A few years ago I accompanied a client to Morocco, where he was being honored at the Marrakesh Film Festival. As it happened, my client happened to have a friendship with the Royal Family, so we were quite literally treated like kings.
Among other things, we were assigned a palace car and driver, and were accompanied at all times by an armed guard who I’ll call Fayiz (not his real name). Fayiz didn’t even try to hide the huge gun he carried. He was friendly and respectful, and he was also very badass in the best sense of the word. Fayiz spoke decent English and he and I became fast friends.
The traffic in Marrakesh is very congested (picture Los Angeles traffic at…well, at any time) and I started to notice that our driver didn’t even pretend to obey the rules of the road. He would run red lights, go the wrong way down one-way streets, and blatantly ignore the local police. Finally I asked Fayiz about it, and he told me that the car’s palace insignia basically gave them carte blanche on the road. It was a little scary, but it was heady stuff too.
After a few days in Marrakesh we embarked on a driving tour of Morocco. With Fayiz and the royal car as part of our entourage, we continued to be treated like royalty even as we got further and further away from the city. Finally we arrived at a beautiful desert area called Ouarzazate.
I had to fly out to attend a meeting in New York but my client wasn’t ready to head back. So our guides arranged a local flight for me out of Ouarzazate. I would take the 6AM commuter flight to Casablanca, where I could catch a connecting flight to NYC. We left the hotel late, but Fayiz told me he would accompany me to the airport and that I shouldn’t worry.
Our driver was going about 100 miles per hour. Fayiz mistook my ashen look for concern about the time, so he told me that he had called ahead to let the airport know we were on our way. Whatever that meant.
We arrived at the airport ten minutes after my flight was scheduled to depart. Fayiz calmly walked me to the ticket counter, and following a few words with the sales person she handed me a boarding pass without asking me for an ID.
At security, Fayiz flashed his gun and his credential and proceeded to set off the metal detector. As the local police stood and watched, Fayiz waved me through, and though I wasn’t carrying a gun I set it off too. The local authorities looked at me strangely but did nothing. This was fun.
At the gate stood a lone airline employee next to the closed boarding door. Fayiz spoke to the guy, who unlocked the boarding door and waved me through. Fayiz smiled like a proud papa and I gave him a big hug. He stepped back, but then laughed and hugged me back. I told him I hoped to see him again one day and boarded the plane.
I was the only Caucasian among the thirty or so passengers in various traditional Arab garments, plus a few people in conventional business attire. Everyone looked at me curiously. Who was this foreigner who’d had the juice to hold a plane in Morocco?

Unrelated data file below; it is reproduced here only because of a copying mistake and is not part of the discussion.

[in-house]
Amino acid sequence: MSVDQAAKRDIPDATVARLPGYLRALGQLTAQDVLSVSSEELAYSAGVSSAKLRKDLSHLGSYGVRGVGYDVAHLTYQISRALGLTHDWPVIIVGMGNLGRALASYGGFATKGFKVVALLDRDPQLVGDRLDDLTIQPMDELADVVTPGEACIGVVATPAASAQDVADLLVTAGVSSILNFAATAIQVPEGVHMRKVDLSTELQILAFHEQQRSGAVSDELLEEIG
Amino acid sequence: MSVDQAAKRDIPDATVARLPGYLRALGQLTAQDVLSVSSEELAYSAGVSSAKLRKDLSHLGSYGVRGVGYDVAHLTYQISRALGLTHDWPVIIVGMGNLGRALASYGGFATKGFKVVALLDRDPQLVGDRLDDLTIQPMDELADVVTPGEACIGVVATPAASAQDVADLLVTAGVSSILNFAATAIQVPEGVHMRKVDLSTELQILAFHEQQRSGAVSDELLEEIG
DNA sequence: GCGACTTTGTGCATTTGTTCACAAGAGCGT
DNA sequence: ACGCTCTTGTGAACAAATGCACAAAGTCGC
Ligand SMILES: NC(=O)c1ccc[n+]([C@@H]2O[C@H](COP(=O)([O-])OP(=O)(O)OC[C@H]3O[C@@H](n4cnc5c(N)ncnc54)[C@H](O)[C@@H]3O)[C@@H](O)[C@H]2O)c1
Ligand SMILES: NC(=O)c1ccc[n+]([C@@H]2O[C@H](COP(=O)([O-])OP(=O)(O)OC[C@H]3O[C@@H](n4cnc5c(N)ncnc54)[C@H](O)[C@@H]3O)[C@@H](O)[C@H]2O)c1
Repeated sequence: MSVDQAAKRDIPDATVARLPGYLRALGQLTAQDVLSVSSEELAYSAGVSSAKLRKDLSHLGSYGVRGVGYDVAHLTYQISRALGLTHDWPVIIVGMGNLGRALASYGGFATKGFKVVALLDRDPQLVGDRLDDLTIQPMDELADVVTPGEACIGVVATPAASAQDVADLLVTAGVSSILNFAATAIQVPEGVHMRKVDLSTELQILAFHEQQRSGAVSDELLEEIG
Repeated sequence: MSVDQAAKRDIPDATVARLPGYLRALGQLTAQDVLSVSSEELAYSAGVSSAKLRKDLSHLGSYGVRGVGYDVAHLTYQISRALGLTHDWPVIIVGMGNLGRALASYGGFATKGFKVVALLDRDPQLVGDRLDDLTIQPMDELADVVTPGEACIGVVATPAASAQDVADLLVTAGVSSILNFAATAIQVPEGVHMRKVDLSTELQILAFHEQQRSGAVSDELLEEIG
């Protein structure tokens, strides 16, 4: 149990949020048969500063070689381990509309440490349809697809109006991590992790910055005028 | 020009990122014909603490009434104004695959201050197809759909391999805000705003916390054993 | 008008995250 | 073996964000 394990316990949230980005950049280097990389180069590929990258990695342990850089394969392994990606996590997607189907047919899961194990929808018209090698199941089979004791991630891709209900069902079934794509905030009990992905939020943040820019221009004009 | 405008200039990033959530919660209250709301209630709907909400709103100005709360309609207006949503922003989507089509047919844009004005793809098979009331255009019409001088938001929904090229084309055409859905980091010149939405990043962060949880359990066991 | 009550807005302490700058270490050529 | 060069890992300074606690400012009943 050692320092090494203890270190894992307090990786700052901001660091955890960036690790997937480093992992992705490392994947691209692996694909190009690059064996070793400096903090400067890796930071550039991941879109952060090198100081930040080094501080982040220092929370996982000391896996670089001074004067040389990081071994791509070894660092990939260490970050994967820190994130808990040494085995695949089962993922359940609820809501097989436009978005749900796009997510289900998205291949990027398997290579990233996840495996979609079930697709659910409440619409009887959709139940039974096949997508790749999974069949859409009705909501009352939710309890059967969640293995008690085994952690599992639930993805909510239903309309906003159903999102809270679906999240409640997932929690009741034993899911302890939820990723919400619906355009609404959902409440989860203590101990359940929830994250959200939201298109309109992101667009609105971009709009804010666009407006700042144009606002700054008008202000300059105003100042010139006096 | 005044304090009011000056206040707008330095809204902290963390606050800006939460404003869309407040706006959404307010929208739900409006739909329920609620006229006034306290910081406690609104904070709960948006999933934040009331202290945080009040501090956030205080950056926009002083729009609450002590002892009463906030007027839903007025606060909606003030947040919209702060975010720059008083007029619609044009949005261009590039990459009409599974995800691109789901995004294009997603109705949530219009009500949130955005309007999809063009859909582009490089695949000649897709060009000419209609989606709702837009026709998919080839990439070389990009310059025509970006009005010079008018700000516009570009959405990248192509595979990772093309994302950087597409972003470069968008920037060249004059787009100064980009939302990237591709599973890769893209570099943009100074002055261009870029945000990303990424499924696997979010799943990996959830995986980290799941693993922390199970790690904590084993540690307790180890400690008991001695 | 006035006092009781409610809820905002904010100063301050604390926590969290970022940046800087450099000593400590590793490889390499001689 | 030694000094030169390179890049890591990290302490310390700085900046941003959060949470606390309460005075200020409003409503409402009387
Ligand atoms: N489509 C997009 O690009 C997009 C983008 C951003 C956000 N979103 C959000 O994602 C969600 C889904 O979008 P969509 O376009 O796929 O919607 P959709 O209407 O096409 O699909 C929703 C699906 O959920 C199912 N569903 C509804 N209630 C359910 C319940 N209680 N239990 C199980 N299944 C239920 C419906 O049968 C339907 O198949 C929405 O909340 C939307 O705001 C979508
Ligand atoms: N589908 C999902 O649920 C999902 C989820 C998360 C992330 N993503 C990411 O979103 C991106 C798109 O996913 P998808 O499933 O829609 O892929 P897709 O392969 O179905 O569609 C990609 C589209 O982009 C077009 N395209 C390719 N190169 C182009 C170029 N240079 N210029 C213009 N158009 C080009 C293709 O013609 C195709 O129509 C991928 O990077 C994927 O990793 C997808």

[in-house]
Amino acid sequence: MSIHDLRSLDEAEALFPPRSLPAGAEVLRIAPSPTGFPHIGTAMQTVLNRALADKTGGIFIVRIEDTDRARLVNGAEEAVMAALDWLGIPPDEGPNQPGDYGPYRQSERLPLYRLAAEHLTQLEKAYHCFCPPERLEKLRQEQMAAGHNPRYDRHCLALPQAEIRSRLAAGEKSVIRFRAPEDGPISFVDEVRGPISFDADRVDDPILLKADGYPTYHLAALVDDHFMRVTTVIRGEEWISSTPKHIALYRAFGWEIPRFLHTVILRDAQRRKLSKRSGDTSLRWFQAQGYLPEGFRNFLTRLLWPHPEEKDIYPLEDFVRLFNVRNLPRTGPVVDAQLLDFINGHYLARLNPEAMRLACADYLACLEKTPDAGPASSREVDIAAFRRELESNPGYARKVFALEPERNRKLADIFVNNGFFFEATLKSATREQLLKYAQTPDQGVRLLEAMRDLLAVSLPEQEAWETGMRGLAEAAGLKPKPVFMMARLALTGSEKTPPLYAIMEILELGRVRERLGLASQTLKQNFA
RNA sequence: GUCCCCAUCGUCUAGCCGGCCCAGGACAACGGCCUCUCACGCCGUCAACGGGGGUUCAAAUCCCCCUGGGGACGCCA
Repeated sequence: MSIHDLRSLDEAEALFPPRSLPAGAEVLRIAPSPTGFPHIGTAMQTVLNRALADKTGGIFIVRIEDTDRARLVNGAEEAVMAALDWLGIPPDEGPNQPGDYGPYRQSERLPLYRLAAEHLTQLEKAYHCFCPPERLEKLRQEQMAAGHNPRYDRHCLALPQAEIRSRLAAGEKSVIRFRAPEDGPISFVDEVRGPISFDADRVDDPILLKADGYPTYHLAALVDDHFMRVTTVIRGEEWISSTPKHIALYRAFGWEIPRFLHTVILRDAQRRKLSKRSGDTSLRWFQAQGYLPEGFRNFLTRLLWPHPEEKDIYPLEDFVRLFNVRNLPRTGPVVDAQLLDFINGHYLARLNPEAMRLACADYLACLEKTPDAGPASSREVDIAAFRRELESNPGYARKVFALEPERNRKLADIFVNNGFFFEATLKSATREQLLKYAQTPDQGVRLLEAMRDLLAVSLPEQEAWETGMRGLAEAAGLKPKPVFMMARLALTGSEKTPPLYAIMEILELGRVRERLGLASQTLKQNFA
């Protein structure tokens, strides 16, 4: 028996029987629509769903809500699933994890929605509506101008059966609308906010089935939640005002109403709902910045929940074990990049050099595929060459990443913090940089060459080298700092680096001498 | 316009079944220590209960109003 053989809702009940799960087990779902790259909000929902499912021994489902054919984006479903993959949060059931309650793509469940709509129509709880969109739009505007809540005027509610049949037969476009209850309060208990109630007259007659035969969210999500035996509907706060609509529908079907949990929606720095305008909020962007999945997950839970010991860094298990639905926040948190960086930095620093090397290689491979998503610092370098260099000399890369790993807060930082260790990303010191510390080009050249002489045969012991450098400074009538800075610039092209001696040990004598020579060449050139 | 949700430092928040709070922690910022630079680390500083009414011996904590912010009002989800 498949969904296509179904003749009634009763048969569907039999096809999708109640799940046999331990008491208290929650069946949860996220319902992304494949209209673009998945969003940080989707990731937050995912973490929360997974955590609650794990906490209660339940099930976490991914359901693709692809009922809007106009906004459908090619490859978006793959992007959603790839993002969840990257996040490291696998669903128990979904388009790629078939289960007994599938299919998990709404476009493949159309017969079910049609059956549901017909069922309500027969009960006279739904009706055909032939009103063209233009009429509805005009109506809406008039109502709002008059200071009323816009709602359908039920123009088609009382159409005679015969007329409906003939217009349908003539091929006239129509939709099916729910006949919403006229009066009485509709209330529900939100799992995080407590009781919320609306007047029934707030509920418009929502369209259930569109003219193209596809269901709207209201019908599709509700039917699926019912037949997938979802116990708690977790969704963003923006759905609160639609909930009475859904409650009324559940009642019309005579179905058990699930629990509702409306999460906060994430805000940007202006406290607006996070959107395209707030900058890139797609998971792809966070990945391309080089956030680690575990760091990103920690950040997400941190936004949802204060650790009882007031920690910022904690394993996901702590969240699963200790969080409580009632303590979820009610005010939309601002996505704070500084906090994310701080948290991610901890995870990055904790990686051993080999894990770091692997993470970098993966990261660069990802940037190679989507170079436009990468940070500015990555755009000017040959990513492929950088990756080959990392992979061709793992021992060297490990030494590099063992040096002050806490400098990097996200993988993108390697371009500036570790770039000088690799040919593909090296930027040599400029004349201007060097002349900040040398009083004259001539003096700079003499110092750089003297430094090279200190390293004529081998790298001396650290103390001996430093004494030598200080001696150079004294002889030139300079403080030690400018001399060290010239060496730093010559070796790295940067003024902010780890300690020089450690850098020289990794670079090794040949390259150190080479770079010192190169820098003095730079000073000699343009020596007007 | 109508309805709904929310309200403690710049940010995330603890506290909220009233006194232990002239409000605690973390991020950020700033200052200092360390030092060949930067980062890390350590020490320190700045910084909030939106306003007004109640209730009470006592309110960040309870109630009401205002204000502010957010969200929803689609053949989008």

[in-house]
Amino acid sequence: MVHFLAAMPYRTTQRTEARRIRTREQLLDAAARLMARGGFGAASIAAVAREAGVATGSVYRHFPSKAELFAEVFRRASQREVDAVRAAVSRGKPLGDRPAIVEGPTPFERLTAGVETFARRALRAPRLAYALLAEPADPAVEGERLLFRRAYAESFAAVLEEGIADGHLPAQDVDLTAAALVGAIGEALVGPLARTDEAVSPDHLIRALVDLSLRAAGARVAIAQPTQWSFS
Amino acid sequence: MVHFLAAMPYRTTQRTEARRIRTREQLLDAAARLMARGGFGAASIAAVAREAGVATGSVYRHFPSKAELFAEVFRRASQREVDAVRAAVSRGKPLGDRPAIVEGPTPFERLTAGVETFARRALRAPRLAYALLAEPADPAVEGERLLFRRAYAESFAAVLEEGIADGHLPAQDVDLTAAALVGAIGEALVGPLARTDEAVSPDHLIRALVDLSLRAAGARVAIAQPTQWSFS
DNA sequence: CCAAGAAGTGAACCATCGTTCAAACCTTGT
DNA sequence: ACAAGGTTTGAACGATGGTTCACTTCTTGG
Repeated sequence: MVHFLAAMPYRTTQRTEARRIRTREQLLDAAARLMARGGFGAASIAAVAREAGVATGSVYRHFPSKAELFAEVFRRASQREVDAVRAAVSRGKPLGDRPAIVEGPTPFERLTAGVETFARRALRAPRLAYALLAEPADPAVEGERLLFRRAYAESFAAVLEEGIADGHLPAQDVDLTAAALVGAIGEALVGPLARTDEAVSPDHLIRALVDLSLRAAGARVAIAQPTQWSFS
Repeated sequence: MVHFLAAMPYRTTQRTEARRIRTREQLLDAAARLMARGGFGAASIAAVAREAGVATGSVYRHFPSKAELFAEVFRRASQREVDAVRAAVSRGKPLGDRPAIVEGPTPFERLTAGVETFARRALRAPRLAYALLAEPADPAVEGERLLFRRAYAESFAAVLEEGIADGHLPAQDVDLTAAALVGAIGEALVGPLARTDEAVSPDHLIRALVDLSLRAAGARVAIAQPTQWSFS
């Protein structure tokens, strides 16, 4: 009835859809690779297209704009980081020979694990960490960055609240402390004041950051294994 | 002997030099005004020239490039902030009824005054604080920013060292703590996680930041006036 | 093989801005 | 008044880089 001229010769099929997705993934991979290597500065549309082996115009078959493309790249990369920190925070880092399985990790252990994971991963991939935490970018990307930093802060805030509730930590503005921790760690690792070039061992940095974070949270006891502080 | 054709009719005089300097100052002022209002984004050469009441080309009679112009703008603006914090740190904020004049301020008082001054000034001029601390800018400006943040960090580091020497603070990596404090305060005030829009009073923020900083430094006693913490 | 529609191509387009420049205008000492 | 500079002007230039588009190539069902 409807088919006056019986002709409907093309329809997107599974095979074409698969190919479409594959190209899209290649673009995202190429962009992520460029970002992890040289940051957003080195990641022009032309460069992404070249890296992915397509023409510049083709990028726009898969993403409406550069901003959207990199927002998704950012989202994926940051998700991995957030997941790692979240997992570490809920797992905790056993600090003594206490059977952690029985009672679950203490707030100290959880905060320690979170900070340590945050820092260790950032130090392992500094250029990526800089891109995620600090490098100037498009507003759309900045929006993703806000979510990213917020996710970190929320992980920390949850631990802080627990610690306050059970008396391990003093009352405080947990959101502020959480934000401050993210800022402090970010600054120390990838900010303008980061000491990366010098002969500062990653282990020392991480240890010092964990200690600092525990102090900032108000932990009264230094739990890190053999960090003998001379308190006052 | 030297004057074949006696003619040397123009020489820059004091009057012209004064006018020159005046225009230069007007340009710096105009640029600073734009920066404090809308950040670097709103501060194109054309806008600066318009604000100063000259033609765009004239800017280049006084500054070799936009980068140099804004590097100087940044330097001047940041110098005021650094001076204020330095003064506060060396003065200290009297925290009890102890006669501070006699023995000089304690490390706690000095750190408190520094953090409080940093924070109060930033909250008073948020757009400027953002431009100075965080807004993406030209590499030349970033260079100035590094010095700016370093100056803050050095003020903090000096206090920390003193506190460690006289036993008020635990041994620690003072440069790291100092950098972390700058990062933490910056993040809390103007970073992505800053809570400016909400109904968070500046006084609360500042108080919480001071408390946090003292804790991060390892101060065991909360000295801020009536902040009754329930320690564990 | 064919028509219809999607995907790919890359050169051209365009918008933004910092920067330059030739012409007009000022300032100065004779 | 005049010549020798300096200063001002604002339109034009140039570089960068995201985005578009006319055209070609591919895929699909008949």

Once we were airborne I sat back to reflect on the morning’s events. At one point an announcement in Arabic seemed to make several of the passengers anxious. I didn’t understand a word of it.
A flustered flight attendant rushed through the cabin shortly after, and people started shouting at him in Arabic. He didn’t break stride, but he shouted back as he went. I knew that many people in Morocco speak French, so in halting French I asked the person across from me what was going on. Mind you my sweet daughter, I speak very little French. But I was sure that what he answered was “we are going down”. As if on cue, the oxygen masks popped down in the cabin.
In the collective panic that was overtaking the flight, I could tell the plane was descending quickly and roughly. As I put the mask over my face, I was gripped by the notion that I would never see you or the rest of our family again. I could not believe that my life was going to end somewhere in the middle of North Africa. I prayed that God would look after you and your sisters, and look after your mom too. I remember asking myself what I could have done better in my life.
Another announcement came over the intercom that I didn’t understand, but everyone went into the emergency landing position so I did the same. Then I closed my eyes and waited.
After what seemed like an eternity but was probably no more than twenty or thirty seconds, the plane landed, bounced around for a bit, and then started to taxi normally. People started looking around as the realization dawned that we had survived. The guy across from me smiled and in very bad English said what I understood to be either “See, we’re on the ground”, or “May Allah abound”. Either way was good with me.
A few minutes later we deplaned, and they guided us all to a people mover to transport us to the terminal. While we were in the vehicle a cell phone started to ring. An Arabic man reached into his thawb, pulled out a cell phone and had a hushed conversation.
I swear by everything that’s holy this is what happened next.
The man looked up, walked over to me and said “Norman”? I nodded, and he handed me his cell phone. When I spoke into the phone I heard the unmistakable voice of Fayiz. “You okay?” he asked. “We heard what happened and were worried about you”.
To this day I have no idea what was wrong with that plane, but I know two things. I know that I’m happy to be alive to tell you this story. And I know that Fayiz is one badass dude.
All my everlasting love,